Tassili’s Raw Reality
There are 40 ounces of kale packed into the Mandingo wrap at Tassili’s Raw Reality, which since 2011 has occupied the colorful ground floor of a two-story duplex in West End. (Grab a table on the front porch.) Lest you scoff at its $25 price tag, note that this wrap could easily feed you for three days—and that it’s so magical you’ll actually want to spend three days eating it. What makes it so good? Superspicy, soy-marinated kale, sweet coconut corn, couscous flecked with raisins and goji berries, and the sticky-crunchy combo of hemp hearts, almonds, and agave. Fewer mouths to feed? Various normal-sized wraps run from $9 to $14. 1059 Ralph D. Abernathy Boulevard, West End, 404-343-6126

Thompson Brothers Barbeque
Though you won’t see them all in the flesh, the five Thompson brothers can be found at this modest strip-mall joint just north of SunTrust Park—grinning at you from the large photo over the counter or beaming down from the snapshots lining the wall that collects their various honors (from culinary to military to athletic). Once you bite into a rib, you’ll want to grin back. There’s just the right amount of tug and chew comparative to soft flesh and fat, all of it bursting with straight-from-the-smoker fragrance. Those ribs might overshadow the chopped pork, but if you’re going for a combo platter, that’s your next best choice. Skip the underseasoned collards and lackluster mac and cheese for the piping-hot, perfectly tangy Brunswick stew. 2445 Cobb Parkway, Smyrna, 770-818-9098

Trederick’s Seafood & Grill
The owners of the Blue Ivory NightClub on the fringe of Castleberry Hill opened the charming Trederick’s next door in 2019. Southern-fried seafood is the specialty, and the catfish and whiting fillets in a light coating of cornmeal batter are especially splendid, though you might also be rightfully tempted by baskets of huge, sweet shrimp. In addition to its inexpensive fried offerings, Trederick’s offers more decadent options such as crab clusters and lobster tails. Don’t forget the crinkly fries, the thick homestyle chips, and the sweet coleslaw. 609 Whitehall Street, Castleberry Hill, 470-343-2175

Twisted Soul Cookhouse & Pours
Chef Deborah VanTrece is quick to share her unfiltered opinion on the state of soul food, Black restaurateurship, and any other social issue you care to discuss. She also artfully builds on culinary traditions of Black Southerners. And after reopening on Juneteenth, her restaurant’s patio has become an ideal place to unwind. For brunch, order the “Sweetest Hangover” Chick, a fried chicken Benedict with crunchy Vidalia onion rings, arugula, and peach Hollandaise. 1133 Huff Road, Blandtown, 404-350-5500

Virgil’s Gullah Kitchen and Bar
Gee and Juan Smalls, who debuted Virgil’s last summer in College Park, are married business partners and first-time restaurant owners; they started out as event producers based in Midtown and rapidly became leaders in the Black LGBTQ community. It was Juan who suggested that Virgil’s pay tribute to his late father-in-law, Virgil F. Smalls, and the Gullah-Geechee cuisine Gee grew up with on James Island, just outside Charleston. As chef, Gee looks to the traditional Gullah-Geechee kitchen as inspiration for dishes such as red rice, crab rice, okra soup, and shrimp and crab gravy. 3721 Main St, College Park, 404-228-4897

A version of this article appears in our August 2020 issue.

As a farm boy in a glitzy Peachtree condo, bulbs were my saving grace


Paper whites amaryllis condo AtlantaIn the early 2000s, I visited a friend in Thailand who lived in a high-rise condo with a sleek, minimalist vibe and a collection of beautiful contemporary furniture. It got me to thinking: Why was I stuck in a bungalow off Cheshire Bridge Road with a faded gold sofa, my mom’s old wing chairs, and a bunch of velvet pillows and tassels? I wanted my Bangkok friend’s life.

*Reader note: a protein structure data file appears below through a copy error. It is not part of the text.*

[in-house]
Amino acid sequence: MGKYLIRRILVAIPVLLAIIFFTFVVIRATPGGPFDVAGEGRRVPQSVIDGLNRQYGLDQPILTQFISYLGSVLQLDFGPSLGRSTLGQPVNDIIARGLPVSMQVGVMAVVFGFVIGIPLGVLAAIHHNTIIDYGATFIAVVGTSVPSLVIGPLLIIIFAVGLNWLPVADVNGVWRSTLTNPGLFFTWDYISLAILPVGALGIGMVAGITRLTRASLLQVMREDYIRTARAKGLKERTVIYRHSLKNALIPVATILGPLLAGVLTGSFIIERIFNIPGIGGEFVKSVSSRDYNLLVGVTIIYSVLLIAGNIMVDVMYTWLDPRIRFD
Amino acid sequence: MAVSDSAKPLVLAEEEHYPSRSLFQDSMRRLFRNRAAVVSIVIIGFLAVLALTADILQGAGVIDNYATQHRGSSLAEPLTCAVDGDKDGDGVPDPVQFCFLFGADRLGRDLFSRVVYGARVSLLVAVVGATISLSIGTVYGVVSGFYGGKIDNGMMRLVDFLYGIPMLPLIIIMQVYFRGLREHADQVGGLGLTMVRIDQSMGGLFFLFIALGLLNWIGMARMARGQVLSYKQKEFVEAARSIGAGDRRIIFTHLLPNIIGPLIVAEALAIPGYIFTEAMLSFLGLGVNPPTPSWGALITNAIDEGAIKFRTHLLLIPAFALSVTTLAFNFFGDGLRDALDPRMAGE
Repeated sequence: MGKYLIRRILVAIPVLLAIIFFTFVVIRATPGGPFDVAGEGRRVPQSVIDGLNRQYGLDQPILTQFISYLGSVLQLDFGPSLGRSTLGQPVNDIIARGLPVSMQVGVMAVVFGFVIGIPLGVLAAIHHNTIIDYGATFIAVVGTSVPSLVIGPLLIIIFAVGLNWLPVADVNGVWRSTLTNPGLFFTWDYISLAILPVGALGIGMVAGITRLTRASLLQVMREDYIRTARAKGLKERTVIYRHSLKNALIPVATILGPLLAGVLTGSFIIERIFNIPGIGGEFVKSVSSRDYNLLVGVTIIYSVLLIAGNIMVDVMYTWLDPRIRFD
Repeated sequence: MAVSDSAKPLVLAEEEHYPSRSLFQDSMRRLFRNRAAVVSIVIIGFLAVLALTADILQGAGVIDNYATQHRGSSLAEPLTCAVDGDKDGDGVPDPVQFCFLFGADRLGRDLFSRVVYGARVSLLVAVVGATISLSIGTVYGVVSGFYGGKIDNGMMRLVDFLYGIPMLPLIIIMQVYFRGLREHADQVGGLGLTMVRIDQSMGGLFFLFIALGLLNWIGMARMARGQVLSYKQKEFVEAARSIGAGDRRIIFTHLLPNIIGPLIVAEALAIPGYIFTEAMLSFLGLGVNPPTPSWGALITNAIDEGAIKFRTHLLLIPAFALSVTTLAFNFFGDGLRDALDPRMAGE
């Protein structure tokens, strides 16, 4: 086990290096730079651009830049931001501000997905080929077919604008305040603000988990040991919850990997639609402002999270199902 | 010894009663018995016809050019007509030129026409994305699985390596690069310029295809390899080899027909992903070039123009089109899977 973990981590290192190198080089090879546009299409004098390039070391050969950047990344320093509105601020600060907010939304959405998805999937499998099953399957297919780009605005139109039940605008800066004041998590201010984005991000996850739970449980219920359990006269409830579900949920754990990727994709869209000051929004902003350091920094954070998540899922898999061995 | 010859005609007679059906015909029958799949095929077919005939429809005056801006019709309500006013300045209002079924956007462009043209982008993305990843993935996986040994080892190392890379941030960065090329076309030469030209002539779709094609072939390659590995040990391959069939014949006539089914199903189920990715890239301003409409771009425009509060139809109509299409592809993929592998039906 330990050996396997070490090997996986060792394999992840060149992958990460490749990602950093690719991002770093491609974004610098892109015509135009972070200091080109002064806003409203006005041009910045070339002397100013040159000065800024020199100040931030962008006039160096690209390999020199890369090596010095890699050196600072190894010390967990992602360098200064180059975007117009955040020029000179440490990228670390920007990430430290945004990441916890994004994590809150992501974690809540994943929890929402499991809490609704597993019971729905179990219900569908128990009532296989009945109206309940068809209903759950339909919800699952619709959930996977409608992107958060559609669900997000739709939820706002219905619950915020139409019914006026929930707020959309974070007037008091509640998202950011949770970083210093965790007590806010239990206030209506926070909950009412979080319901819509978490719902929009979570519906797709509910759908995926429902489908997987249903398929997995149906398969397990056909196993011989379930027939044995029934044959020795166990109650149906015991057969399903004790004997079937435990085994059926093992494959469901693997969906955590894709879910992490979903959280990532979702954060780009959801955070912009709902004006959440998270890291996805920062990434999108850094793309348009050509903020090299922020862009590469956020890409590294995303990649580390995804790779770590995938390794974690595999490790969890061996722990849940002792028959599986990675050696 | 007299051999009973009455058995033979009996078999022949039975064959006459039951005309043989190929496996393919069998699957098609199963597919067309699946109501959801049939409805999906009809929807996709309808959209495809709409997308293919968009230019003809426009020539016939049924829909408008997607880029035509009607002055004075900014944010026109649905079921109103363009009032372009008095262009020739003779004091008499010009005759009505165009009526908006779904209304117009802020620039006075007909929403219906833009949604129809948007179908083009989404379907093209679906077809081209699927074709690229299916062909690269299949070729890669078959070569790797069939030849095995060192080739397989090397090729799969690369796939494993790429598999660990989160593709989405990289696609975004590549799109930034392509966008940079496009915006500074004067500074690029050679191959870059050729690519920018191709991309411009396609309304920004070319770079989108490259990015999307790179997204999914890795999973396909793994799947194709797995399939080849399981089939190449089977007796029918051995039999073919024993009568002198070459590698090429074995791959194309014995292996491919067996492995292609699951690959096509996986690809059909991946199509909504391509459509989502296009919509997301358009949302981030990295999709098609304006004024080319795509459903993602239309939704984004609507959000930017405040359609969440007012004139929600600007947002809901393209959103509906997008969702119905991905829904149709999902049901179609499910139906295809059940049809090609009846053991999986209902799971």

Back in Atlanta, it didn’t take long for me to sell my house on Country Lane and buy an 18th-floor condo in the glitzy new Metropolis development at the corner of 10th and Peachtree. Friends dropped by for martinis. They raved about the twinkly view. We went to the theater. Life was grand.

Or was it?

The thing about living in the sky is that you can lose your grounding. Instead of freeing me, the high-rise life had unmoored me.

I’d been digging in the dirt all my life. I grew up on a South Georgia farm, had a greenhouse as a teenager, and enrolled at the University of Georgia to study horticulture. I ended up in the journalism school, but I never stopped loving plants. But at the Metropolis, we weren’t even allowed to have pots on our balconies, lest a pedestrian get wiped out by a crashing Japanese maple.

My saving grace was bulbs—they loved it up there! My condo was basically a terrarium, after all, with floor-to-ceiling windows and sunlight from dawn to dusk. I started spending lots of time at gardening centers, especially the late, great Smith & Hawken on Peachtree. I potted amaryllis bulbs, forced paper whites, and felt the sap of life slowly start to run through my veins again. I even figured out how to get my amaryllis to bloom again year after year: I’d stop watering, allow the plants to go dormant in a cool closet all summer, and repot them in the fall.

A farm boy at heart, I only lasted a few years at the Metropolis. But in that time, oddly enough, I reconnected with the outdoors and learned what it meant to be reborn. I quit drinking. I started running. And I began a search for a new home, one with a patch of dirt at my disposal.

When I put my sunlit perch on the market, no one seemed to find it odd that the bedroom I used as an office was filled with potted amaryllis. The unit sold quickly, and I found the perfect home: a 1913 Grant Park cottage, with a private garden for shade plants and a south-facing side yard for sun-lovers.